Built using mainly renewable and reusable materials, Sonova claims the centre operates carbon-neutrally and requires hardly any building services installations.
Hearing solutions provider Sonova Holding has inaugurated one of Switzerland’s first office buildings to be carbon-neutral in its operations. It will accommodate around 180 employees.
The new Sonova Wireless Competence Centre in Murten, home to its subsidiary Phonak Communications, aligns with the company’s sustainability programme, whose goals include a continuous reduction of its environmental impact. The entire Sonova Group aims to achieve carbon-neutral operations by the end of 2021
Sonova claims the centre operates carbon-neutrally and adapts to the outside climate, requiring hardly any building services installations such as heating or ventilation systems.
The new office was built using mainly renewable and reusable materials, so that construction-related grey energy could be minimised. Made of a single wythe of climate-neutrally manufactured blocks, the solid façade retains energy and moisture. The building largely regulates itself by absorbing heat and releasing it again when it gets colder outside, the company reports.
“As one of Switzerland’s first zero-energy commercial properties, it is part of the world’s first generation of carbon-neutral buildings. This pioneering project is an excellent example of how we are continually reducing the environmental footprint of our business in line with our strategy,” said Arnd Kaldowski, CEO of Sonova.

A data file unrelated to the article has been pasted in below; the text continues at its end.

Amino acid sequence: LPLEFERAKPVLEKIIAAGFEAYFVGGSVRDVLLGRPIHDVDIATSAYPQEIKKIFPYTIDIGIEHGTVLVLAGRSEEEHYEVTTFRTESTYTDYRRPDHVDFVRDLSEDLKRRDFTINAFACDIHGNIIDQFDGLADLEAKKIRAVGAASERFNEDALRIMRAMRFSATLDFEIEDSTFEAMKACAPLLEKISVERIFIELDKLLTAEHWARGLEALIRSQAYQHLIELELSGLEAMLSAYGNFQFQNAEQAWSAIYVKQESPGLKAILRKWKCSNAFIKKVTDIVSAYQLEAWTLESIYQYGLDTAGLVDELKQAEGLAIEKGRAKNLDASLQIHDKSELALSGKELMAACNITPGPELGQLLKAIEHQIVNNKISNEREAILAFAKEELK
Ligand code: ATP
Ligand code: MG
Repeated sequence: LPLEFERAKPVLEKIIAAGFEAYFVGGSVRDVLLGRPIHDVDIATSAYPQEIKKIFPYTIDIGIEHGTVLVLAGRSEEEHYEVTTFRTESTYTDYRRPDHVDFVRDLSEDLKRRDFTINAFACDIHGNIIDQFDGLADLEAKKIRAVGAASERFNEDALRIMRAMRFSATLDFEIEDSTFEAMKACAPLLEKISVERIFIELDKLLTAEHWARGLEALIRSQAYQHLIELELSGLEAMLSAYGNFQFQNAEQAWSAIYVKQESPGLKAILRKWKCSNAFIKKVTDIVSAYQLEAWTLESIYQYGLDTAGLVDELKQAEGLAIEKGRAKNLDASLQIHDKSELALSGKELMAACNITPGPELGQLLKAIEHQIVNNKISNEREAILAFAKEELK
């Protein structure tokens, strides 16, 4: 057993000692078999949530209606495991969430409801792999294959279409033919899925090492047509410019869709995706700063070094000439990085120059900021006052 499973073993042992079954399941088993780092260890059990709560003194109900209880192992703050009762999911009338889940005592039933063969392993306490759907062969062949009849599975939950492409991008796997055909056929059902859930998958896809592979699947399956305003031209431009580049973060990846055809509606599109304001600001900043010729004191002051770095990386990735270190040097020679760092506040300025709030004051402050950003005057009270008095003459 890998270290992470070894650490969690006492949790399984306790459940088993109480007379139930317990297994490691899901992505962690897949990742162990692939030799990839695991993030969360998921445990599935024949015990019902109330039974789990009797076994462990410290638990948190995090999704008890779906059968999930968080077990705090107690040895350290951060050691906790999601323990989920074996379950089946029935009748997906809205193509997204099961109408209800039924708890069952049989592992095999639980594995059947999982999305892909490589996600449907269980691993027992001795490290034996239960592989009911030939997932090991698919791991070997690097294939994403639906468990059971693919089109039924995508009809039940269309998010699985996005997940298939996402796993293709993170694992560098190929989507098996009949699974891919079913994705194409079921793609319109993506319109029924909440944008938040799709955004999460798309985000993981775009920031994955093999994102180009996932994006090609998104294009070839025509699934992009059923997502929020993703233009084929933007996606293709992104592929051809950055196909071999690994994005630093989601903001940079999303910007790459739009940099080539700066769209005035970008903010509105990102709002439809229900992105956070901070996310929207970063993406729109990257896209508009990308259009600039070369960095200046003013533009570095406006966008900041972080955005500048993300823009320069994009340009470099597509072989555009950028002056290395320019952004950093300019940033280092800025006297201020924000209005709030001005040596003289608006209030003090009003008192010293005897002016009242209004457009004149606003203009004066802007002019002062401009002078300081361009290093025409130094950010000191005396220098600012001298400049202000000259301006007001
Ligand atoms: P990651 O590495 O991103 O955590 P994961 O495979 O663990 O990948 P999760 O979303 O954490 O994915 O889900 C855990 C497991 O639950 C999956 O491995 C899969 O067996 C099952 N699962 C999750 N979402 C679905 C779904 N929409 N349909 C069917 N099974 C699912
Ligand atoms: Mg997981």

“We are committed to ensuring that the Sonova Group’s entire operations will be carbon-neutral by the end of 2021. With its unique environmental features, innovative spatial design and construction, our Wireless Competence Centre provides an ideal workplace for our colleagues.”
“This pioneering project is an excellent example of how we are continually reducing the environmental footprint of our business in line with our strategy”
The healthy indoor climate is primarily the result of controlled natural ventilation; pure lime putty on the walls and ceilings purifies the air indoors and regulates the atmospheric humidity. Air is refreshed via the windows rather than through ventilation ducts. Controllable ventilation flaps on the windows facilitate the circulation of fresh air.
During the summer, the same ventilation flaps cool the building naturally at night. An ambient temperature of between 21°C and 26°C is guaranteed throughout the year. The surface area of the windows is sized precisely to ensure that the building does not heat up excessively when temperatures are warm. The high windows on the façade are designed to admit the maximum amount of natural light, so the use of artificial lighting can be largely avoided.
The centre’s photovoltaic array generates 260,000 kilowatt-hours of energy per year, which is a higher amount of renewable and carbon-neutral electricity than is required to run it. This surplus capacity is fed back into the grid and made available to other consumers.
Sonova reports the building’s energy requirements are “comfortably below” the limits set by international and Swiss sustainability labels. According to figures supplied by Switzerland’s Federal Office for the Environment, buildings are responsible for around one quarter of CO2 emissions across the country.
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